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La Soufriere sends and ash plume into the air during and explosive eruption Friday afternoon, seen from Kingstown, on the southern end of St. VIncent. (iWN photo)
La Soufriere sends and ash plume into the air during and explosive eruption Friday afternoon, seen from Kingstown, on the southern end of St. VIncent. (iWN photo)
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The current explosive eruption of La Soufriere is expected to be bigger than the last one, in 1979, geologist Professor Richard Robertson said on Saturday.

Overnight the seismic tremors that have been ongoing at the volcano generated energetic venting, Robertson said.

The size of the tremor peaked between 8 p.m. and midnight, Friday, and slowly declined over the next few hours.

Audible rumblings accompanied by ash venting occurred throughout most of the night with ash fall reported throughout St. Vincent and some areas in Barbados.

Robertson told NBC Radio said that there was a continuous period of the venting of mainly ash up into the atmosphere.

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Friday’s explosive eruption came three months after an effusive eruption began at the volcano.

Before Friday’s explosive eruption, a new dome, which was 950 metres (3,117 feet) long, 105 metres (344 feet) high, 257 metres (843 feet) wide and about 13 million cubic metres (42 million cubic feet) in volume, had formed at the volcano.

All that material has been destroyed and emitted into the atmosphere, Robertson said.

He further said that his team believes that all the material in the top several hundred metres of the magma chamber has been pushed out and what is now being emitting, is new material coming from deep inside the volcano.

“We don’t know how much of that material was down there that wants to come out,” Robertson explained.

He said that his team has a number of things to get an idea of this, including gas measurements.

“But, currently, we don’t know that and we don’t know how long and how much material still can come up to the top,” Robertson explained.

“I think the next couple of days, the data we collect from collecting the ash and analysing it and also the gas would help us to determine that.

“… I would be surprised if the activity and the amount of activity we have is smaller, is less, than ‘79 kind of scale.

“We all know what size the ’79 eruption was and how long it went on for. I would be surprised if it is less than that duration…. I would be surprised if it is not at least of that scale…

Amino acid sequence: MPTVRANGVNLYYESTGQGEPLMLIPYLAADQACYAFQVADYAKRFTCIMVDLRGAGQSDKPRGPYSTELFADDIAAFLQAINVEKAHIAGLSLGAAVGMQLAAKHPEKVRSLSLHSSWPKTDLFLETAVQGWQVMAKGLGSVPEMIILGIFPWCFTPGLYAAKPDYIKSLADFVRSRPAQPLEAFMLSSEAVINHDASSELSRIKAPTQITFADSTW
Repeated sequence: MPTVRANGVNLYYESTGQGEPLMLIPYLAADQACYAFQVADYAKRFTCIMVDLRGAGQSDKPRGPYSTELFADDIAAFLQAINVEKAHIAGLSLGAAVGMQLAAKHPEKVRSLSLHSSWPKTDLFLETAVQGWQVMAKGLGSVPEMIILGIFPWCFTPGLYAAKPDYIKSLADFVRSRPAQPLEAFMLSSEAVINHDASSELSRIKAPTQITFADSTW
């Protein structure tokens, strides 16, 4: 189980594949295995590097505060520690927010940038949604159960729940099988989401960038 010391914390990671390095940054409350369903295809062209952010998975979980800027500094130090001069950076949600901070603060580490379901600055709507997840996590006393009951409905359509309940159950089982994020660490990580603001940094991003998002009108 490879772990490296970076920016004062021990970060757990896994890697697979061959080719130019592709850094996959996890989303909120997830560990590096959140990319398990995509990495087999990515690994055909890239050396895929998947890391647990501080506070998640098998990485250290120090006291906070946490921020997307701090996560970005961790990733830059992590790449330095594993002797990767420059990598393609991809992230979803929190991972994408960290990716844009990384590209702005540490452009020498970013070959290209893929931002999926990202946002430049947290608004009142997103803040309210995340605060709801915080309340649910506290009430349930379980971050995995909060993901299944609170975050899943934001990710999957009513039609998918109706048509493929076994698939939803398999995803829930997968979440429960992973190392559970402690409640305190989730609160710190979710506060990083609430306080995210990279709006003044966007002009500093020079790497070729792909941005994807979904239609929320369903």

“In other words, if it is going to produce more ash than ‘79 did. It is going to end up being, more than likely, a bigger eruption than ‘79 was.”

Robertson said visibility is poor but his team has accessed satellite imagery, which suggests that there is now a hole at the volcano after Friday’s eruption.

“There is now an opening now … but where the material is coming out, where it originally came out, it now has nothing there. That is where the material is now coming out and going up in the air….

“The other thing is that it seems that a substantial amount of the 2021 dome has gone. It’s been destroy…. All that 13 million cubic metres of material has mainly been destroyed in the activity that we have there so far.”

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La Soufriere, as seen on Tuesday, March 23, with the 1979 dome in the background and the 2020-2021 dome in the foreground. (Photo: NEMO/Facebook)

So far it does not appear that much damage has been done to the 1979 dome, Robertson said.  

“It’s almost like you are almost resetting it to how it almost looked before the [explosive] eruption started. That is kind of how up there looks, but [with] an opening on the south-western side where the dome emitted from originally.”

He said that with most of the 2021 dome having been destroyed, this means that the volcano has put out into the atmosphere more than the volume of material that made up the 2021 dome.

The geologist said that the bulk of that material has gone to sea, as has always been the case.

He said that the material that has fallen into the sea was not enough to cause an environmental hazard and is likely to have more impact on atmospheric conditions.

He said that with the volume of volcanic ash produced during the eruption, it is believed that most people in St. Vincent have had some deposit of ash in their community.

Today, Saturday, the volcano is expected to continue to produce ash though there might be some breaks.

Robertson urged persons to put in place measures to minimise the impact of the ash, as he also warned on Friday.

What happened on Friday?

On Friday, La Soufriere erupted explosively around 8:40 a.m., sending ash 29,000 feet into the air, less than 24 hours after Robertson warned that an explosive eruption could take place within 24 to 48 hours.

The government ordered evacuation of the areas closest to the volcano shortly before 5 p.m., on Thursday, and thousands heeded the order, though a handful of residents have remained in the respective communities under evacuation order.

About 2:45 p.m. on Friday, the volcano began pulsing again, followed by a number of explosive eruptions that sent a plume of ash 51,000 feet into the air.

A third explosive eruption began around 6:35 p.m.

Experts say that the explosive eruptive phase that may continue over the next few days and weeks.

Explosions are expected to be of similar or larger magnitude.

4 replies on “Scientist expecting ‘a bigger eruption’ than in 1979”

  1. Great video- it gives me a sense of comfort to know people are safe. It highlights the negative effect of rumors being spread about the vaccines being mandatory, which is not the case when people arrive at the shelters.

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